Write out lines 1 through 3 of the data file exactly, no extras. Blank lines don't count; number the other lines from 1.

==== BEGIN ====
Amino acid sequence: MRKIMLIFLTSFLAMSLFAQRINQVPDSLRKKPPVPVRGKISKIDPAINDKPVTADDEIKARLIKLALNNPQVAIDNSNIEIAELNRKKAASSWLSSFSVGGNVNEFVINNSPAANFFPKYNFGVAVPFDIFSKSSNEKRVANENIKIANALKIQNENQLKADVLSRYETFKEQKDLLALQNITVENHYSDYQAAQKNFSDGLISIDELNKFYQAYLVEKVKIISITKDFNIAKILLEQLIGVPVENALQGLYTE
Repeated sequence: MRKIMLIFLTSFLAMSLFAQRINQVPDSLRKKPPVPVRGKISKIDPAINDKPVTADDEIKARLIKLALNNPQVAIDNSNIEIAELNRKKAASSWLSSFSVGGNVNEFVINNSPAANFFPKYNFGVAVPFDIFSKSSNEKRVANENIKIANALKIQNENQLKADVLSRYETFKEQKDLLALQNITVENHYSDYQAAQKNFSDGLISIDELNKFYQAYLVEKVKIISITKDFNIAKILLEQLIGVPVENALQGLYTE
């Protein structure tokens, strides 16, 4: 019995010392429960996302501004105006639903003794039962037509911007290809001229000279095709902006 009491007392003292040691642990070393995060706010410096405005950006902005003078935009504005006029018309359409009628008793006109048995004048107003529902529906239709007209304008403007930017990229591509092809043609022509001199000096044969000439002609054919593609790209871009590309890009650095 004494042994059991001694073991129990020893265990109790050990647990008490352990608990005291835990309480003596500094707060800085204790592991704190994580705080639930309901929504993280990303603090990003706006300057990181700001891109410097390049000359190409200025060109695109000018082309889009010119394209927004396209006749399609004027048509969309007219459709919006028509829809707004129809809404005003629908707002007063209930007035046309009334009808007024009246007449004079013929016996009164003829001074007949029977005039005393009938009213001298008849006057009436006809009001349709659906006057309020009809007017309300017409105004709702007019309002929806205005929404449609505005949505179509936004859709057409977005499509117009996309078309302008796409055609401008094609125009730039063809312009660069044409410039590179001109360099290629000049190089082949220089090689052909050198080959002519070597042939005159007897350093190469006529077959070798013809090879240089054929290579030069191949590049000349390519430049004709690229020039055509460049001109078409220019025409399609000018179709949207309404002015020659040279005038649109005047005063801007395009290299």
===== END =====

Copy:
Amino acid sequence: MRKIMLIFLTSFLAMSLFAQRINQVPDSLRKKPPVPVRGKISKIDPAINDKPVTADDEIKARLIKLALNNPQVAIDNSNIEIAELNRKKAASSWLSSFSVGGNVNEFVINNSPAANFFPKYNFGVAVPFDIFSKSSNEKRVANENIKIANALKIQNENQLKADVLSRYETFKEQKDLLALQNITVENHYSDYQAAQKNFSDGLISIDELNKFYQAYLVEKVKIISITKDFNIAKILLEQLIGVPVENALQGLYTE
Repeated sequence: MRKIMLIFLTSFLAMSLFAQRINQVPDSLRKKPPVPVRGKISKIDPAINDKPVTADDEIKARLIKLALNNPQVAIDNSNIEIAELNRKKAASSWLSSFSVGGNVNEFVINNSPAANFFPKYNFGVAVPFDIFSKSSNEKRVANENIKIANALKIQNENQLKADVLSRYETFKEQKDLLALQNITVENHYSDYQAAQKNFSDGLISIDELNKFYQAYLVEKVKIISITKDFNIAKILLEQLIGVPVENALQGLYTE
């Protein structure tokens, strides 16, 4: 019995010392429960996302501004105006639903003794039962037509911007290809001229000279095709902006 009491007392003292040691642990070393995060706010410096405005950006902005003078935009504005006029018309359409009628008793006109048995004048107003529902529906239709007209304008403007930017990229591509092809043609022509001199000096044969000439002609054919593609790209871009590309890009650095 004494042994059991001694073991129990020893265990109790050990647990008490352990608990005291835990309480003596500094707060800085204790592991704190994580705080639930309901929504993280990303603090990003706006300057990181700001891109410097390049000359190409200025060109695109000018082309889009010119394209927004396209006749399609004027048509969309007219459709919006028509829809707004129809809404005003629908707002007063209930007035046309009334009808007024009246007449004079013929016996009164003829001074007949029977005039005393009938009213001298008849006057009436006809009001349709659906006057309020009809007017309300017409105004709702007019309002929806205005929404449609505005949505179509936004859709057409977005499509117009996309078309302008796409055609401008094609125009730039063809312009660069044409410039590179001109360099290629000049190089082949220089090689052909050198080959002519070597042939005159007897350093190469006529077959070798013809090879240089054929290579030069191949590049000349390519430049004709690229020039055509460049001109078409220019025409399609000018179709949207309404002015020659040279005038649109005047005063801007395009290299």